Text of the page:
Koger Properties, Inc
The Securities and Exchange Commission (SEC) claims that Michael Goodbread had violated independence rules set forth by the American Institute of CPAs (AICPA) Professional Code of Conduct and generally accepted auditing standards (GAAS). AICPAs Professional Code of Conduct considers an impairment of independence if during the engagement an auditor has “any direct or material indirect interest in the client.” (American Institute of Certified Public Accountants, 1988) Because Goodbread held shares of Kroger common stock and carried on with the audit assignment of Kroger, he violated the AICPAs professional code of conduct in relation to independence. To comply with the rules of conduct, Goodbread should have disclosed to his employer, Deloitte & Touché, that he was financially invested in Kroger. The other option Goodbread had was to terminate the relationship with Kroger by selling his stock immediately. The GAAS auditing standard on independence was also violated by Goodbread connection to Kroger. GAAS general standards require the auditor to maintain independence in mental attitude in all areas of the assignment. They also require that the auditor complies with the AICPA Code of Professional Conduct. (Generally Accepted Auditing Standards, 2001) The SEC aims to protect investors by ensuring financial statements are reliable which is why they require independence. The SEC recognized that Goodbread violated independence rules by being invested in Kroger at the same time being an audit engagement partner for the assignment.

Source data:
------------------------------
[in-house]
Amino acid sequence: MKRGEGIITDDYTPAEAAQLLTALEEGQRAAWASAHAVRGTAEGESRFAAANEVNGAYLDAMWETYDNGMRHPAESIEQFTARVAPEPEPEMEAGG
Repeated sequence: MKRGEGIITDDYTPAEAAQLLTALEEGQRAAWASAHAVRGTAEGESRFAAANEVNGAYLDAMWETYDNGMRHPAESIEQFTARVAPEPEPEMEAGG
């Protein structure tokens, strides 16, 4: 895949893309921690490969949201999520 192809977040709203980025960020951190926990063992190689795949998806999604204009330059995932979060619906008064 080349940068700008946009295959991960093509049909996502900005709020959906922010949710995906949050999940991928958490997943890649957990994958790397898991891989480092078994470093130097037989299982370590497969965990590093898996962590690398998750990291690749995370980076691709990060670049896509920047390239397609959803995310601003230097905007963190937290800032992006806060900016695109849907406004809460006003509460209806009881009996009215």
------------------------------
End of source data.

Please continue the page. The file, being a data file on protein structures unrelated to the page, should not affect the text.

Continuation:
Materiality is defined by the FASB as a “concept that relates to the qualitative characteristics, especially relevance and reliability.” (Financial Accounting Standards Board, 2008) They further discuss a scenario where an investor might not disclose amounts that are small and do not make a difference. Financial Accounting Standards Board (FASB) requires an investor to document at acquisition the...
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